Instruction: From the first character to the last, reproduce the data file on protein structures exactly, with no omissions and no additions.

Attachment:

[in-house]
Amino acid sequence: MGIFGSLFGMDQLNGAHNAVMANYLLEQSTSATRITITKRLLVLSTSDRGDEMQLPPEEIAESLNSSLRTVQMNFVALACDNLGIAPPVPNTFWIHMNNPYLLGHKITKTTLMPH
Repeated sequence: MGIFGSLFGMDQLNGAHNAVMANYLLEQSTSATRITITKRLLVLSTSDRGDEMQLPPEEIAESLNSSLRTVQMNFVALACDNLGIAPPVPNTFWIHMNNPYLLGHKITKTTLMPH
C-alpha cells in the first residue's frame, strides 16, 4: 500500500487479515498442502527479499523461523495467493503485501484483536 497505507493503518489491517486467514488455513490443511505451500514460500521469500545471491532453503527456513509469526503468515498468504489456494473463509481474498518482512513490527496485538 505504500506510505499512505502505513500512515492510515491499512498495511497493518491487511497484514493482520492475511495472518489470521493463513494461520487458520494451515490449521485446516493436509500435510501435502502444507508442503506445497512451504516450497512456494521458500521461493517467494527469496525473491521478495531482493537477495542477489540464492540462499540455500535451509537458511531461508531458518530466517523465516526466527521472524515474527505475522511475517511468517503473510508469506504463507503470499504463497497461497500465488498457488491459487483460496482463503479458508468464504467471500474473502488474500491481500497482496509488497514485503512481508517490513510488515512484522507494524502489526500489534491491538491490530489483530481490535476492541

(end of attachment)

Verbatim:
[in-house]
Amino acid sequence: MGIFGSLFGMDQLNGAHNAVMANYLLEQSTSATRITITKRLLVLSTSDRGDEMQLPPEEIAESLNSSLRTVQMNFVALACDNLGIAPPVPNTFWIHMNNPYLLGHKITKTTLMPH
Repeated sequence: MGIFGSLFGMDQLNGAHNAVMANYLLEQSTSATRITITKRLLVLSTSDRGDEMQLPPEEIAESLNSSLRTVQMNFVALACDNLGIAPPVPNTFWIHMNNPYLLGHKITKTTLMPH
C-alpha cells in the first residue's frame, strides 16, 4: 500500500487479515498442502527479499523461523495467493503485501484483536 497505507493503518489491517486467514488455513490443511505451500514460500521469500545471491532453503527456513509469526503468515498468504489456494473463509481474498518482512513490527496485538 505504500506510505499512505502505513500512515492510515491499512498495511497493518491487511497484514493482520492475511495472518489470521493463513494461520487458520494451515490449521485446516493436509500435510501435502502444507508442503506445497512451504516450497512456494521458500521461493517467494527469496525473491521478495531482493537477495542477489540464492540462499540455500535451509537458511531461508531458518530466517523465516526466527521472524515474527505475522511475517511468517503473510508469506504463507503470499504463497497461497500465488498457488491459487483460496482463503479458508468464504467471500474473502488474500491481500497482496509488497514485503512481508517490513510488515512484522507494524502489526500489534491491538491490530489483530481490535476492541